Dam and reservoir management on major rivers is generally good, albeit with competing interests at times. On smaller rivers and streams, or in areas that see flash floods more than perennial flows, maladaptive management often falls far behind our understanding of the events themselves, and competing priorities sometimes take over. These are places where science, forecasting, modeling, and management can work together to bring about excellent flood control and protection. The science, forecasting, and modeling work well together and can provide a wealth of accurate, useful information. Difficulties arise in the transition of that science to practice: whether managers want that information, whether they have the capability and authority to make use of it, and whether they have the willingness to accept responsibility for the outcomes of their decisions.
Of course, dams last for decades, even centuries. As mere tools, their purposes can be adapted to the society’s needs. With the anticipated impacts of climate change on many regions’ precipitation patterns, we may see widespread repurposing of existing dams and many new infrastructure projects to fill gaps where certain purposes, such as flood control, are left unaddressed. At the same time, monsoon prediction is getting better in a seasonal and statistical sense, and IMD is improving its quantitative precipitation forecasting capabilities. However, the weather radar network remains focused on coastal areas and only a few of the inland locations prone to flooding rain storms. Hydrometeorological modeling efforts, whether for rainfall, streams or rivers are practically non-existent. Large rivers may get some attention for flood forecasting, but community protection requires both organisation and education, and still those communities often resort to hard infrastructure projects for some basic level of defence. Building and maintenance of that protection requires still greater organisation, as well as funding from any number of sources.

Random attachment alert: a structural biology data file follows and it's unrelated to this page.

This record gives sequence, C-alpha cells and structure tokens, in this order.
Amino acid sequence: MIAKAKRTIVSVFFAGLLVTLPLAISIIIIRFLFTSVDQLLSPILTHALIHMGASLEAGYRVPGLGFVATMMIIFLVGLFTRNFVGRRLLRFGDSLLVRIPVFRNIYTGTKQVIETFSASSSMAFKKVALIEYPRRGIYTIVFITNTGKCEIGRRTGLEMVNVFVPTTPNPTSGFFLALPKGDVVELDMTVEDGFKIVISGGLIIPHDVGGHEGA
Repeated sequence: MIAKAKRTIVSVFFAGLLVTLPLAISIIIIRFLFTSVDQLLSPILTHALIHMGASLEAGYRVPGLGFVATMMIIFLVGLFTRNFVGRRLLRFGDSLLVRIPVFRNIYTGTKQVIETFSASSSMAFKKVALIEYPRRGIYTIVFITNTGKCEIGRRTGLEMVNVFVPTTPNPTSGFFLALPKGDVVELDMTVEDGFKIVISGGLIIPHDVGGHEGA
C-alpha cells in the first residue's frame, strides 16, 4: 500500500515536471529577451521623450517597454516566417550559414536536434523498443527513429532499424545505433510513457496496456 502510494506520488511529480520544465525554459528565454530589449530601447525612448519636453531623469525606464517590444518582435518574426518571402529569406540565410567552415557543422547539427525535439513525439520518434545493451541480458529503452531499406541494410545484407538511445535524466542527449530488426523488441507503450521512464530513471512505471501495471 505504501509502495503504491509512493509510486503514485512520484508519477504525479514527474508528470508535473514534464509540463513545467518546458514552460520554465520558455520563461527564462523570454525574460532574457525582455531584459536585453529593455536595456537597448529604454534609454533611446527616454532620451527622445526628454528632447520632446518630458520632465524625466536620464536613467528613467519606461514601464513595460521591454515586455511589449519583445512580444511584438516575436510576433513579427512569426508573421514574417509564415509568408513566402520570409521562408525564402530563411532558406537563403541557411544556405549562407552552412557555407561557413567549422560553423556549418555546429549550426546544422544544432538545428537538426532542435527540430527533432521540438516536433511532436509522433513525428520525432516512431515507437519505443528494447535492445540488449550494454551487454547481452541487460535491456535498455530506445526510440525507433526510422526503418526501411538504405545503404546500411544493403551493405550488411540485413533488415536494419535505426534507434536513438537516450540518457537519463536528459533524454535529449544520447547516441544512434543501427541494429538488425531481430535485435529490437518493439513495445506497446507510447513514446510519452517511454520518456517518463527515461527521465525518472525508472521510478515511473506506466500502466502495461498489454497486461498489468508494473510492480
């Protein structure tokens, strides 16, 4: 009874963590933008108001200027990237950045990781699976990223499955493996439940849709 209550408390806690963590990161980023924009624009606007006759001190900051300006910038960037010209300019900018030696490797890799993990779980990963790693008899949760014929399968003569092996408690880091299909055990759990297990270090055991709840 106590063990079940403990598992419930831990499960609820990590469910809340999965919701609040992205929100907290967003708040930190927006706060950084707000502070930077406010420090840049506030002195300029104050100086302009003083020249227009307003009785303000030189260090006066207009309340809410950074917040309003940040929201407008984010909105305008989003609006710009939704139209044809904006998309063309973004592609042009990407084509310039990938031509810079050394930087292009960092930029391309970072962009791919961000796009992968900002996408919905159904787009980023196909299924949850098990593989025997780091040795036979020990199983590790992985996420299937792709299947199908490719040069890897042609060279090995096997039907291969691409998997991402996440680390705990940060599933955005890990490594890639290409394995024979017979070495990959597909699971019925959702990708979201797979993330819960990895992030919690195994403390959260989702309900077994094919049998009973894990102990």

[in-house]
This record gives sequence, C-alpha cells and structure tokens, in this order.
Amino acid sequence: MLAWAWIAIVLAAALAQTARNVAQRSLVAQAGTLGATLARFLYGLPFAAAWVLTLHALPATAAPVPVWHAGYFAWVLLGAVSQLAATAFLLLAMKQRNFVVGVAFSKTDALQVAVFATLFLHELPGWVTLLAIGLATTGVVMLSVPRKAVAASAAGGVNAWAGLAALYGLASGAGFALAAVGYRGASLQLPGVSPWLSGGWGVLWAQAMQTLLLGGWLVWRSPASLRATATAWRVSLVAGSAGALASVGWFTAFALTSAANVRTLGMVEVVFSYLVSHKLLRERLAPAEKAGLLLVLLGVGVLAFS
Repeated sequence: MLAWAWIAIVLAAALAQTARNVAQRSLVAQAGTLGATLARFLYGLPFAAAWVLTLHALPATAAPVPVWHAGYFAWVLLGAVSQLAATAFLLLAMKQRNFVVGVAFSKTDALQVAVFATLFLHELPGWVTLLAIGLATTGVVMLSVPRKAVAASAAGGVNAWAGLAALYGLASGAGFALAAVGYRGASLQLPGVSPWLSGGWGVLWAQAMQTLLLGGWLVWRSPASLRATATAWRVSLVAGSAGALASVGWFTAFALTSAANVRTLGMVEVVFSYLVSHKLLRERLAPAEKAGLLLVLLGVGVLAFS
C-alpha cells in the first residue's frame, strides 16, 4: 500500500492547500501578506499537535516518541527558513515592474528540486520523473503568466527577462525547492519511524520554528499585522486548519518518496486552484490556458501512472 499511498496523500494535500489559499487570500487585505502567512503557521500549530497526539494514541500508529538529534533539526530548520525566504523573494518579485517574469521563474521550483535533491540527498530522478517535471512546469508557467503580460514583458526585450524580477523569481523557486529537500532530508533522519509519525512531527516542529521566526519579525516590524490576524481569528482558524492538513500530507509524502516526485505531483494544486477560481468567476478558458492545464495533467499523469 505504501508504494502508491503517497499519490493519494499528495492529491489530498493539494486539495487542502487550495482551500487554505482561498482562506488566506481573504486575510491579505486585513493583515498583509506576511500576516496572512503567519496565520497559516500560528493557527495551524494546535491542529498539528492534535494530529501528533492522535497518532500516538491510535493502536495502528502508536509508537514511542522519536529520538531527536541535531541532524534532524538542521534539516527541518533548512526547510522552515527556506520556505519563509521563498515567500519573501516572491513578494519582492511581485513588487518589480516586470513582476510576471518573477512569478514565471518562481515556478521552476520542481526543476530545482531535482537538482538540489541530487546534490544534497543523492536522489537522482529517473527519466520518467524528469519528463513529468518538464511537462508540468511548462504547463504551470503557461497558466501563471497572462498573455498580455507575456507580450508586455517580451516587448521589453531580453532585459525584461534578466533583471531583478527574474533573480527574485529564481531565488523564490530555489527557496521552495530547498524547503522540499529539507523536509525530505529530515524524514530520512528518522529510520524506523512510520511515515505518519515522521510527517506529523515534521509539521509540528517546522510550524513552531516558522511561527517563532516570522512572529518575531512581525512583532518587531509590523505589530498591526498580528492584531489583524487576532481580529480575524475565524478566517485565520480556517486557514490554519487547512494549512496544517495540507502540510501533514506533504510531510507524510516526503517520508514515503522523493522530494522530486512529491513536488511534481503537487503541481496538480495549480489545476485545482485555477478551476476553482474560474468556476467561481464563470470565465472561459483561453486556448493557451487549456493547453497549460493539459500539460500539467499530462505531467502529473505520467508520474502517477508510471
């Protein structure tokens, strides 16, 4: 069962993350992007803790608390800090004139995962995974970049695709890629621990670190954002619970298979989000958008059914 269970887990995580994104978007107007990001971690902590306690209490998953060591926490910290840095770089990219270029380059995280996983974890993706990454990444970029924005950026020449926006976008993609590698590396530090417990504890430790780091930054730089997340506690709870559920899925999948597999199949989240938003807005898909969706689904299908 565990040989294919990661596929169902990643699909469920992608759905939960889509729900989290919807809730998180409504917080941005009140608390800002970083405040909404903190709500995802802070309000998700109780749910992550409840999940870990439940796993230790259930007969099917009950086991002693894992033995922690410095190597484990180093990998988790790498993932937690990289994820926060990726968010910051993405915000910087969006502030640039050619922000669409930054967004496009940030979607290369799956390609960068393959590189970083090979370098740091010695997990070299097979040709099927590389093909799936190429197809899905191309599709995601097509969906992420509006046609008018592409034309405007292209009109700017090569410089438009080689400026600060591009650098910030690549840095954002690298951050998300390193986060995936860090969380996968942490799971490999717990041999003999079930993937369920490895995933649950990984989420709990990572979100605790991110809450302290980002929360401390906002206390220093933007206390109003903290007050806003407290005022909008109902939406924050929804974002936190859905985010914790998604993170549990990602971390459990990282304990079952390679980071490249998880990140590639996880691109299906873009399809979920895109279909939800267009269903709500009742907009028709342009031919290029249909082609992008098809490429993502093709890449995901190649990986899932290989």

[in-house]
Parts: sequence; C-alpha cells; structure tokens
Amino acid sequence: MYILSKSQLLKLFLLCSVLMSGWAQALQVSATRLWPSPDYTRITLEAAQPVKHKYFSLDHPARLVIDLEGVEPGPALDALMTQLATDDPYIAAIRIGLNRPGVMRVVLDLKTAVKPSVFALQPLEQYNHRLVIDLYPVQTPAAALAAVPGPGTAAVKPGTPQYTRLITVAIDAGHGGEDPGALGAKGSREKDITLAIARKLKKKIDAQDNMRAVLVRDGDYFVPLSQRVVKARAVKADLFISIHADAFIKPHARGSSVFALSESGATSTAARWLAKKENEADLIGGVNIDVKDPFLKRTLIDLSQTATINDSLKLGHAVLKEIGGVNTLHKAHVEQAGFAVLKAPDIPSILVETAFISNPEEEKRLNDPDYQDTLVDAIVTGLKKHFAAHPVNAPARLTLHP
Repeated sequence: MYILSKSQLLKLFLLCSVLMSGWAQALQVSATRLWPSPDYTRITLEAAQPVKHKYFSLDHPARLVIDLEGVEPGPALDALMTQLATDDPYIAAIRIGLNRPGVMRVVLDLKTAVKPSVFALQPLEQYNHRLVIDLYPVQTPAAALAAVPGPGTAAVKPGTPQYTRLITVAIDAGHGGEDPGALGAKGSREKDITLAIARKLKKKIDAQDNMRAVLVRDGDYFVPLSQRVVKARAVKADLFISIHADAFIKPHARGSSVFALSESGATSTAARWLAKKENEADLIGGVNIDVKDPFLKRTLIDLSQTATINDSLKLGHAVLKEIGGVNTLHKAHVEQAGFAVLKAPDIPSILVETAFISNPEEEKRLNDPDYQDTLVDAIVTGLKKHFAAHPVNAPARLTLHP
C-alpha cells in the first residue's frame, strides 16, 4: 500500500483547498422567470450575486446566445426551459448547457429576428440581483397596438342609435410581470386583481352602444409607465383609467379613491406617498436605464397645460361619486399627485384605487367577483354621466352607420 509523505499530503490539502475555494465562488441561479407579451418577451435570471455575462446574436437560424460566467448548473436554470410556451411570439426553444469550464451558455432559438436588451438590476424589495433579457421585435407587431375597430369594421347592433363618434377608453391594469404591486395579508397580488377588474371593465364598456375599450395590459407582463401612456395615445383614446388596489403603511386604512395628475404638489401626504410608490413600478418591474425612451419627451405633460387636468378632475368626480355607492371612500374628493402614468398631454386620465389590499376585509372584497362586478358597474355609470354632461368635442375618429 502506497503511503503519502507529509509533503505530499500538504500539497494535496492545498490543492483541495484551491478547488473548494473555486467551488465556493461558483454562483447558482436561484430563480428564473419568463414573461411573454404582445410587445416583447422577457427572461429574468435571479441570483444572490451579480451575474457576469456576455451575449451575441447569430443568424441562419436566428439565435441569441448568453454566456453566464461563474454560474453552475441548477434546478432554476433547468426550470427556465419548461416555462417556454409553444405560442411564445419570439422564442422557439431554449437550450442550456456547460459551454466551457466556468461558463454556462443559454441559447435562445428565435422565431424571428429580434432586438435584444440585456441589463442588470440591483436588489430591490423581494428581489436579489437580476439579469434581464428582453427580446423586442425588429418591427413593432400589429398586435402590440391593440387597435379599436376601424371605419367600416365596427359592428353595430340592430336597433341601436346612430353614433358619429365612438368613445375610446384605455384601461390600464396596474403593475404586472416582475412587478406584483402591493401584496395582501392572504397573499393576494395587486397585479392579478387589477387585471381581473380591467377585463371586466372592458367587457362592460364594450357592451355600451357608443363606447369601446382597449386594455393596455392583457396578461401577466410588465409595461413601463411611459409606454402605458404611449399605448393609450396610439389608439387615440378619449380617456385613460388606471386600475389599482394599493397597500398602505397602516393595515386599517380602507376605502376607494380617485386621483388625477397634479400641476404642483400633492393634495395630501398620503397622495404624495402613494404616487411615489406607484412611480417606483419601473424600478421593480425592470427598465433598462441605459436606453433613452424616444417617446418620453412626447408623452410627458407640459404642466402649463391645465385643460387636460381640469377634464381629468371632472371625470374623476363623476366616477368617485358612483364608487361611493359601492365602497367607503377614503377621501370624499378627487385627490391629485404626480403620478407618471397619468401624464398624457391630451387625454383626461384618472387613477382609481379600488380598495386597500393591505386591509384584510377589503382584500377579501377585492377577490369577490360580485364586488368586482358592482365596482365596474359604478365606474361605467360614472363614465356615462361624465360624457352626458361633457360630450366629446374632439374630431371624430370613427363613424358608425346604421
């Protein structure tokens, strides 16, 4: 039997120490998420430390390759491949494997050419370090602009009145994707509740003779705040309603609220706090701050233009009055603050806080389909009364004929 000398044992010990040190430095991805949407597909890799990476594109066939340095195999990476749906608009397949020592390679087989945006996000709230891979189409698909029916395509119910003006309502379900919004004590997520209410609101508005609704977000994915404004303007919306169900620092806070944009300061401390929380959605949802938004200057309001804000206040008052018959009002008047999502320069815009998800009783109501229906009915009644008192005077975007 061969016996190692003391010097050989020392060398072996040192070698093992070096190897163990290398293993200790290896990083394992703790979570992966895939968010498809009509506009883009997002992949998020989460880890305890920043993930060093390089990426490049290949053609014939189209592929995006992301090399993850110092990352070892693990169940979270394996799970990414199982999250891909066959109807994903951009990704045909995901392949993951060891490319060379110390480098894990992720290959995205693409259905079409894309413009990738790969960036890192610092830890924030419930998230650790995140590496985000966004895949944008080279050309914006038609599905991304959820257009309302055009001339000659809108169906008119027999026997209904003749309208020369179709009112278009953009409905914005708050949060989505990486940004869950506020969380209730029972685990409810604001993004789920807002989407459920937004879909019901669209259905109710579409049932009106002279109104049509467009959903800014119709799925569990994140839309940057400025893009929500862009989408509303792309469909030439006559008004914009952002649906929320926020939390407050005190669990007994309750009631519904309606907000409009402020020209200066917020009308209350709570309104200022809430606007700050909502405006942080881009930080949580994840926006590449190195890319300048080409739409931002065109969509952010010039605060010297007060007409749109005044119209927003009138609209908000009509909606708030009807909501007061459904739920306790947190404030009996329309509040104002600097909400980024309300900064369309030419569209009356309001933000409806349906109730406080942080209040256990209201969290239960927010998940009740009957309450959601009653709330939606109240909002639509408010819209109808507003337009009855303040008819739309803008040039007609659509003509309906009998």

Dams in the right locations can help, but only if managed in an integrated, scientific approach to flood mitigation. There are many ways that management can help mitigate the dangers of floods even without dams. Monitoring, modeling, forecasting, education, warning, and evacuation plans can all go a long way to protecting people and their property, even before a dam is built. And if a dam is built for added protection, none of those other activities should stop: that hard protection cannot ever take the place of monitoring and preparation. The proper management of a flood control dam can help prevent a tragedy, but a proper system of community preparation and warning leading up to a flood event is just as important in preventing disaster.
Matthew Garcia is a hydrologist and a doctoral student in forestry at the University of Wisconsin-Madison, USA.